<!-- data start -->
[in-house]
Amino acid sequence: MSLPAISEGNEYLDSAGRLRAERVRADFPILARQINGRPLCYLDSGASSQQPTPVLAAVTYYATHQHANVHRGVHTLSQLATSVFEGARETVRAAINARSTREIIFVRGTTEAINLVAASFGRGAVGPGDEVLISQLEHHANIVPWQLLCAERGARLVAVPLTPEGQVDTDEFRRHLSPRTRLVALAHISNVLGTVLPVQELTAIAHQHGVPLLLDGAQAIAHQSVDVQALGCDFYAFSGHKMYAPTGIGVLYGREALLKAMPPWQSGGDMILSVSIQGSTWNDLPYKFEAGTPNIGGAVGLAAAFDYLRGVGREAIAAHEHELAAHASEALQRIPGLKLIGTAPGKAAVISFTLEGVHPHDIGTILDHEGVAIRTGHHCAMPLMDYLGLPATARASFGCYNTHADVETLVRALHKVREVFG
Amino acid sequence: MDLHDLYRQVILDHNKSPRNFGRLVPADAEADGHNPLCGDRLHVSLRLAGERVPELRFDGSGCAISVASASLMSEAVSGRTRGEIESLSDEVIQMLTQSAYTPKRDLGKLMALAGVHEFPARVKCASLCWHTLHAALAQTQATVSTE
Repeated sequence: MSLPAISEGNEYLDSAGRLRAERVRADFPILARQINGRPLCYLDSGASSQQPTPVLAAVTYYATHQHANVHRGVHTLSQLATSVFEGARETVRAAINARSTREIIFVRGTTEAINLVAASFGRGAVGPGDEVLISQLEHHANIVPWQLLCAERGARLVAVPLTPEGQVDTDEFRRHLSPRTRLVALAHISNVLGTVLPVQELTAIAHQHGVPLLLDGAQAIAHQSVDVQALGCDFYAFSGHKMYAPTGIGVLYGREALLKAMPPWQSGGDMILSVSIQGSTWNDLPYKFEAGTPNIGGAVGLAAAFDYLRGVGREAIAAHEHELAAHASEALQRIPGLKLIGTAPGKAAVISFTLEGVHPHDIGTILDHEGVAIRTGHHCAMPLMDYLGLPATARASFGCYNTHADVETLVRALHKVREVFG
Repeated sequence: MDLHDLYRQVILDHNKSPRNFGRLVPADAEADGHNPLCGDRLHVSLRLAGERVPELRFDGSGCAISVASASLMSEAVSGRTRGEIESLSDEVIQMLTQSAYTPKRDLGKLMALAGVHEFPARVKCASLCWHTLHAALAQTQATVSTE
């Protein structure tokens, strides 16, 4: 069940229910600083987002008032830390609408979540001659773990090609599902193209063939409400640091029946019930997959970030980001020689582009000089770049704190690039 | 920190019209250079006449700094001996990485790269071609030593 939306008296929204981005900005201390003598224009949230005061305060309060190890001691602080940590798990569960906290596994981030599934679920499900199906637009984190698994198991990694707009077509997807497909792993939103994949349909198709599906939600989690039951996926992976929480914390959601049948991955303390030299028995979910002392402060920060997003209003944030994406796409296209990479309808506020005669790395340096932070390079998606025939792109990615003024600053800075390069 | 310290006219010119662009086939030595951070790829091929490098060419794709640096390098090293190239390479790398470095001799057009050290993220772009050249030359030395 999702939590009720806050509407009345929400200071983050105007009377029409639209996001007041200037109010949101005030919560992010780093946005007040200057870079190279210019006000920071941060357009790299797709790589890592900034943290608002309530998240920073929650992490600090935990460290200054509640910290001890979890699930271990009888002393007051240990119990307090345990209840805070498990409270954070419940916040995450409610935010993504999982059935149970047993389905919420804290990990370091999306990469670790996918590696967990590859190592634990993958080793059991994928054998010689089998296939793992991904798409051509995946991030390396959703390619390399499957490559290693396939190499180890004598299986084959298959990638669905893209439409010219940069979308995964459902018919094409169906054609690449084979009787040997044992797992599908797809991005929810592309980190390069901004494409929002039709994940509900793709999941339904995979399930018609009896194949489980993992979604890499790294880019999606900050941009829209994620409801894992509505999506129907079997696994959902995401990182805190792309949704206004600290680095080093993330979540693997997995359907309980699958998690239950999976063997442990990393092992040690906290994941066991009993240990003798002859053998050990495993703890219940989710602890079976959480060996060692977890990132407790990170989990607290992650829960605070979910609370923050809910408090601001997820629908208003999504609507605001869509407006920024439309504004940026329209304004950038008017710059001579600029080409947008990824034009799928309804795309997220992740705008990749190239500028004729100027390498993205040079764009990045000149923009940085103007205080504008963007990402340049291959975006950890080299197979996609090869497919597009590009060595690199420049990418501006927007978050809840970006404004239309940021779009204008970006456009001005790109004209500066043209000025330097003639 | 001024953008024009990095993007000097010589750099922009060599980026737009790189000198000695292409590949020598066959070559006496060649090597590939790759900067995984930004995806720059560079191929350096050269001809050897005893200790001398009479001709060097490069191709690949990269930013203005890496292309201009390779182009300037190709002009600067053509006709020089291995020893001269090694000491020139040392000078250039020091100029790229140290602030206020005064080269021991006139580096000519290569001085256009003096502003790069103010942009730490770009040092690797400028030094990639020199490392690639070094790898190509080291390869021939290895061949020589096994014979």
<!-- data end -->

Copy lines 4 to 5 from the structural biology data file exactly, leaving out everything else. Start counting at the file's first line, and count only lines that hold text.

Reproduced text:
Repeated sequence: MSLPAISEGNEYLDSAGRLRAERVRADFPILARQINGRPLCYLDSGASSQQPTPVLAAVTYYATHQHANVHRGVHTLSQLATSVFEGARETVRAAINARSTREIIFVRGTTEAINLVAASFGRGAVGPGDEVLISQLEHHANIVPWQLLCAERGARLVAVPLTPEGQVDTDEFRRHLSPRTRLVALAHISNVLGTVLPVQELTAIAHQHGVPLLLDGAQAIAHQSVDVQALGCDFYAFSGHKMYAPTGIGVLYGREALLKAMPPWQSGGDMILSVSIQGSTWNDLPYKFEAGTPNIGGAVGLAAAFDYLRGVGREAIAAHEHELAAHASEALQRIPGLKLIGTAPGKAAVISFTLEGVHPHDIGTILDHEGVAIRTGHHCAMPLMDYLGLPATARASFGCYNTHADVETLVRALHKVREVFG
Repeated sequence: MDLHDLYRQVILDHNKSPRNFGRLVPADAEADGHNPLCGDRLHVSLRLAGERVPELRFDGSGCAISVASASLMSEAVSGRTRGEIESLSDEVIQMLTQSAYTPKRDLGKLMALAGVHEFPARVKCASLCWHTLHAALAQTQATVSTE